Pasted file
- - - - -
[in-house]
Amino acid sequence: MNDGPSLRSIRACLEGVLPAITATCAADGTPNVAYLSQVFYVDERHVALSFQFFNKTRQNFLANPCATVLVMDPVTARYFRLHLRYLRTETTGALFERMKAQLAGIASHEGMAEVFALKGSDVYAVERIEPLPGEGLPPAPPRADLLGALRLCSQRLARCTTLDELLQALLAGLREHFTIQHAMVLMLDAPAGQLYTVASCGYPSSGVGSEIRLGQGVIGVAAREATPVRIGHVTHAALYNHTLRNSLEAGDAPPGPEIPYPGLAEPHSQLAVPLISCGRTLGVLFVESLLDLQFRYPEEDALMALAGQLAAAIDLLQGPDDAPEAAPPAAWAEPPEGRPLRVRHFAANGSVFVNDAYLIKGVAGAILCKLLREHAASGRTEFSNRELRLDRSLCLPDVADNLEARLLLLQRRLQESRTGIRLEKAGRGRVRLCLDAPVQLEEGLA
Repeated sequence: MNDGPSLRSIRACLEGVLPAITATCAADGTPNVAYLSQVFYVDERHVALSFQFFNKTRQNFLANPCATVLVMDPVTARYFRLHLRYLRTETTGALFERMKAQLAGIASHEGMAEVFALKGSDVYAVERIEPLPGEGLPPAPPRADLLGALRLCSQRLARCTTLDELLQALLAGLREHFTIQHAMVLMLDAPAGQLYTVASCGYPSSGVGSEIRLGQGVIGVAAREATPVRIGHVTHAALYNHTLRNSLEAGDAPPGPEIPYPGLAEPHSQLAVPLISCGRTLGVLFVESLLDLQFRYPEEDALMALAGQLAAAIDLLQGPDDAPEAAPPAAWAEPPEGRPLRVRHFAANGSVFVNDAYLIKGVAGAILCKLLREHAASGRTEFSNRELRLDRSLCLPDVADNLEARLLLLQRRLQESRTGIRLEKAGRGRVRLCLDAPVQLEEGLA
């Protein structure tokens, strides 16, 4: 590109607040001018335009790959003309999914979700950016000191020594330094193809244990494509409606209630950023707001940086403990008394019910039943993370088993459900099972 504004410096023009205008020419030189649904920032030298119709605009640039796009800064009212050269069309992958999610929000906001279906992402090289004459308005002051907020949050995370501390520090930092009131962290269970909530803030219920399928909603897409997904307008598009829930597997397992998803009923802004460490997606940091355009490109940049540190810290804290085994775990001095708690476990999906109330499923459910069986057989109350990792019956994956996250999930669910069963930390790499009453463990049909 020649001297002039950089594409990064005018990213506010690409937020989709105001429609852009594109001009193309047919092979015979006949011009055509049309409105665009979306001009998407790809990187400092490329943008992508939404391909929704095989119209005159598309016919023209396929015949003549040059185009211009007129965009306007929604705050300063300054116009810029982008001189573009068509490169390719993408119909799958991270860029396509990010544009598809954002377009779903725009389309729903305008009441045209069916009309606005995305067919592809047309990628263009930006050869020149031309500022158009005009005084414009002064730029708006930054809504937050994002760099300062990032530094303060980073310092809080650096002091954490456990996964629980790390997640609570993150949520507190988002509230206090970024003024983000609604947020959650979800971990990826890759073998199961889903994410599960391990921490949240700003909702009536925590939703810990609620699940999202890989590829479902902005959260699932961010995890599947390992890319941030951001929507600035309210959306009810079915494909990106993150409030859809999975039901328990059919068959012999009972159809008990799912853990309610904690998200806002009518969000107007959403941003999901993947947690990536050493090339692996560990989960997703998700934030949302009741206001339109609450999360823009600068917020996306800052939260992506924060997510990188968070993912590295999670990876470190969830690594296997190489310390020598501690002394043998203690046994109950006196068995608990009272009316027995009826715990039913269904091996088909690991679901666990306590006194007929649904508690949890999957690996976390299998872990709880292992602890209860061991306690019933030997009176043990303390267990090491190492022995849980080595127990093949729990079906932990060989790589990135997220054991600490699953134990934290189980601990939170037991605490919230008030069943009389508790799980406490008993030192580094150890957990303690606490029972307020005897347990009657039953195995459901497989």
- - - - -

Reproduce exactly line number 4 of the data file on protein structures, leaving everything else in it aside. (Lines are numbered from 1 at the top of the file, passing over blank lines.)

């Protein structure tokens, strides 16, 4: 590109607040001018335009790959003309999914979700950016000191020594330094193809244990494509409606209630950023707001940086403990008394019910039943993370088993459900099972 504004410096023009205008020419030189649904920032030298119709605009640039796009800064009212050269069309992958999610929000906001279906992402090289004459308005002051907020949050995370501390520090930092009131962290269970909530803030219920399928909603897409997904307008598009829930597997397992998803009923802004460490997606940091355009490109940049540190810290804290085994775990001095708690476990999906109330499923459910069986057989109350990792019956994956996250999930669910069963930390790499009453463990049909 020649001297002039950089594409990064005018990213506010690409937020989709105001429609852009594109001009193309047919092979015979006949011009055509049309409105665009979306001009998407790809990187400092490329943008992508939404391909929704095989119209005159598309016919023209396929015949003549040059185009211009007129965009306007929604705050300063300054116009810029982008001189573009068509490169390719993408119909799958991270860029396509990010544009598809954002377009779903725009389309729903305008009441045209069916009309606005995305067919592809047309990628263009930006050869020149031309500022158009005009005084414009002064730029708006930054809504937050994002760099300062990032530094303060980073310092809080650096002091954490456990996964629980790390997640609570993150949520507190988002509230206090970024003024983000609604947020959650979800971990990826890759073998199961889903994410599960391990921490949240700003909702009536925590939703810990609620699940999202890989590829479902902005959260699932961010995890599947390992890319941030951001929507600035309210959306009810079915494909990106993150409030859809999975039901328990059919068959012999009972159809008990799912853990309610904690998200806002009518969000107007959403941003999901993947947690990536050493090339692996560990989960997703998700934030949302009741206001339109609450999360823009600068917020996306800052939260992506924060997510990188968070993912590295999670990876470190969830690594296997190489310390020598501690002394043998203690046994109950006196068995608990009272009316027995009826715990039913269904091996088909690991679901666990306590006194007929649904508690949890999957690996976390299998872990709880292992602890209860061991306690019933030997009176043990303390267990090491190492022995849980080595127990093949729990079906932990060989790589990135997220054991600490699953134990934290189980601990939170037991605490919230008030069943009389508790799980406490008993030192580094150890957990303690606490029972307020005897347990009657039953195995459901497989």